Genome-wide sequencing technologies are beginning to be used in projects that have both clinical diagnostic and research components. The clinical application of this technology, which generates a huge amount of information of varying diagnostic certainty, involves addressing a number of challenges to establish appropriate standards. In this article, we explore the way that UK law may respond to three of these key challenges and could establish new legal duties in relation to feedback of findings that are unrelated to the presenting condition (secondary, additional or incidental findings); duties towards genetic relatives as well as the patient and duties on the part of researchers and professionals who do not have direct contact with patients. When considering these issues, the courts will take account of European and international comparisons, developing guidance and relevant ethical, social and policy factors. The UK courts will also be strongly influenced by precedent set in case law.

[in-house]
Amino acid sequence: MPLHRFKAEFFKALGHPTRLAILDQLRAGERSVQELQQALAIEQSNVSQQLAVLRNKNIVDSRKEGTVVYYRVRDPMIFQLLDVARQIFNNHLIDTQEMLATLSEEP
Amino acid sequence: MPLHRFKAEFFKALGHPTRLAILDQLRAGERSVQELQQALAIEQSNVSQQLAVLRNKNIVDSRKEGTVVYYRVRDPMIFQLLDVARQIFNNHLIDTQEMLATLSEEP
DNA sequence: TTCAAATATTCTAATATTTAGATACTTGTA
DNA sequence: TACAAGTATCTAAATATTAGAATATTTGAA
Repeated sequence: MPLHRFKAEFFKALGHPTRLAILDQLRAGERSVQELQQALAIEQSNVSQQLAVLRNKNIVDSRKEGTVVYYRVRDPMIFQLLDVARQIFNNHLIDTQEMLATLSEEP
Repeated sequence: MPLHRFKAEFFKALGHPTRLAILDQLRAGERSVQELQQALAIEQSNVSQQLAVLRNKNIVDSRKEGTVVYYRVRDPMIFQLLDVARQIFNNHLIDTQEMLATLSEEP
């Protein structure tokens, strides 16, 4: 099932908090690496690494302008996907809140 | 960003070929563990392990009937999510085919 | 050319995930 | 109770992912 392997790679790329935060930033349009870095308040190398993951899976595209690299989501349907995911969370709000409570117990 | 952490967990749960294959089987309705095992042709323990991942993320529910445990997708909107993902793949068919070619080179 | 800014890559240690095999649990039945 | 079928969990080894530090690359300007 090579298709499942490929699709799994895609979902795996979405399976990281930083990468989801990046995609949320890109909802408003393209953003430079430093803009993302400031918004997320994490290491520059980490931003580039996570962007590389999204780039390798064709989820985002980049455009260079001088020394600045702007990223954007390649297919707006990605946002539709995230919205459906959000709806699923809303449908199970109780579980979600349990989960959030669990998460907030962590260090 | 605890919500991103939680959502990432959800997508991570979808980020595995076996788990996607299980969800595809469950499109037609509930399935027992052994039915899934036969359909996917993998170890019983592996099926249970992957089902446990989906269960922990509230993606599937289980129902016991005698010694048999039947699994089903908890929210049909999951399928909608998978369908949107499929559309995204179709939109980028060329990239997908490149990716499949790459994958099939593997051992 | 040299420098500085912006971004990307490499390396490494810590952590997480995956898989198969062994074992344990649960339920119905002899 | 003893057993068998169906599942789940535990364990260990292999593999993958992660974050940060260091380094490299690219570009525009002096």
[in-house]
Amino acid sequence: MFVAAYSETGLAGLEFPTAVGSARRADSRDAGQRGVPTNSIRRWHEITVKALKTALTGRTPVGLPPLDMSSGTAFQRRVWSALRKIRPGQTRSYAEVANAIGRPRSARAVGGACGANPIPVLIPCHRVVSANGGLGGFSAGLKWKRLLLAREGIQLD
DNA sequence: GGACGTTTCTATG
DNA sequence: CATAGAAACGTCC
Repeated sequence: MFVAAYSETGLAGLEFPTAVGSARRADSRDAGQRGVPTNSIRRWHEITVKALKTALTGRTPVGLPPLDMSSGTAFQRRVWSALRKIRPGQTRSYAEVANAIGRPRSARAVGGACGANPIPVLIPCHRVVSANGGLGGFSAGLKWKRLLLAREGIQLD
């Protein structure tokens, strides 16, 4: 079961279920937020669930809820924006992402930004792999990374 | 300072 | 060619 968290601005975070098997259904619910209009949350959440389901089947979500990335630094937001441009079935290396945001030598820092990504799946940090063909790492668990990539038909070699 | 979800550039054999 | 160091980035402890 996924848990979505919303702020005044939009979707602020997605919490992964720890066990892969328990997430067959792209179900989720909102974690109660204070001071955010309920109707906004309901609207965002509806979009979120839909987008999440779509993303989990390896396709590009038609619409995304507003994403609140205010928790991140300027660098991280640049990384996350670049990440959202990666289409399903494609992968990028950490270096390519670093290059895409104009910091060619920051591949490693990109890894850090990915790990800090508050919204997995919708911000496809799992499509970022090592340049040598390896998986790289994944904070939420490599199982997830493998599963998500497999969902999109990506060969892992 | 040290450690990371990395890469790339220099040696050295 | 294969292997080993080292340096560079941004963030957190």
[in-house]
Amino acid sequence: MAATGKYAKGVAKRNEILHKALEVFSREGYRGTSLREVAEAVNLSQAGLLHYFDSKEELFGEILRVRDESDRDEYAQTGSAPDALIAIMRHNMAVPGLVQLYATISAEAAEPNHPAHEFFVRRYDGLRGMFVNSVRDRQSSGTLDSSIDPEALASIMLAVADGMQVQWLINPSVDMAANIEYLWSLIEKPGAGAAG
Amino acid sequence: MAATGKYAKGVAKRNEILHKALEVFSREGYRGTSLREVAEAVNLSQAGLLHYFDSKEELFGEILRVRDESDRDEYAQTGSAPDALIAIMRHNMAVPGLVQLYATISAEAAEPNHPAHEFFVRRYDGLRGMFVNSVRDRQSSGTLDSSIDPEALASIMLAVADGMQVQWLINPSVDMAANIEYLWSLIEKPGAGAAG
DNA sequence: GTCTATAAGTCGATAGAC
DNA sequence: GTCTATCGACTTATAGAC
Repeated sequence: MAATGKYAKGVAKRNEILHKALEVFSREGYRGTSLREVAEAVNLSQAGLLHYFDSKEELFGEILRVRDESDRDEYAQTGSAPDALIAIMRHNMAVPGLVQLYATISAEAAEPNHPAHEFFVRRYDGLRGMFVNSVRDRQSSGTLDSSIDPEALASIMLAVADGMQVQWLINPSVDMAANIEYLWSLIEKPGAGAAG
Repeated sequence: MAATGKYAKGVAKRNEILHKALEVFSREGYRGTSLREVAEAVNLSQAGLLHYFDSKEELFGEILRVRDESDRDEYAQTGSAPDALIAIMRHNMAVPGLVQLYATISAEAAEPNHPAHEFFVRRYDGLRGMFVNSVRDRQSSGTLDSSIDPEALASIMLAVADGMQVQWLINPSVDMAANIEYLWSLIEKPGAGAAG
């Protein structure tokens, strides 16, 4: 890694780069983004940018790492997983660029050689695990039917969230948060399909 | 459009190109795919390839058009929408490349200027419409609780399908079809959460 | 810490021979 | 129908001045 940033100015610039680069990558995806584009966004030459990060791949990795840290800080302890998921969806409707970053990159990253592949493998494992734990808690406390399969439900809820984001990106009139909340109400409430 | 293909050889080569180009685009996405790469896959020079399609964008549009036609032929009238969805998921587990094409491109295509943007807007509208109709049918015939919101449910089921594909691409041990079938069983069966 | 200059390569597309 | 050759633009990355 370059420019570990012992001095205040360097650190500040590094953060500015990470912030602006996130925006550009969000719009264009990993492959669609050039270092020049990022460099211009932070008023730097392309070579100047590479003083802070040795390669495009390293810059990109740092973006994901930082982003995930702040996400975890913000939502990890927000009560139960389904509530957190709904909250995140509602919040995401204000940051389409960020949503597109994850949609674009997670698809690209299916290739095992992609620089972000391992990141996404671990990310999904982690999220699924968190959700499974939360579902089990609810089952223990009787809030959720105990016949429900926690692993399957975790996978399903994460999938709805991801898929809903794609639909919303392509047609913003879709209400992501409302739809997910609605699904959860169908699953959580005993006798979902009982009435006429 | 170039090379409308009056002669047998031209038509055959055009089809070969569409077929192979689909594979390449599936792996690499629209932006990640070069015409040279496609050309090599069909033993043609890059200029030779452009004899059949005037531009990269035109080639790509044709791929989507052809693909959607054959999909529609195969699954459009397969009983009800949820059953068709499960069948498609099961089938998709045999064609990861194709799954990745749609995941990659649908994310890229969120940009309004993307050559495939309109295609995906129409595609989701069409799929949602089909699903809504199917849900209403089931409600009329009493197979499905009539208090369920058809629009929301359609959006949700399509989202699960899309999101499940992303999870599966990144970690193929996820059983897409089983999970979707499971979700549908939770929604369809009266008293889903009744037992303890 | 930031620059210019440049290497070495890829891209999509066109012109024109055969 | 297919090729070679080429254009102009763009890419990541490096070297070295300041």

Med Law Int
158 - 182
Clinical genomics, duty of care, duty to warn, research duties, secondary findings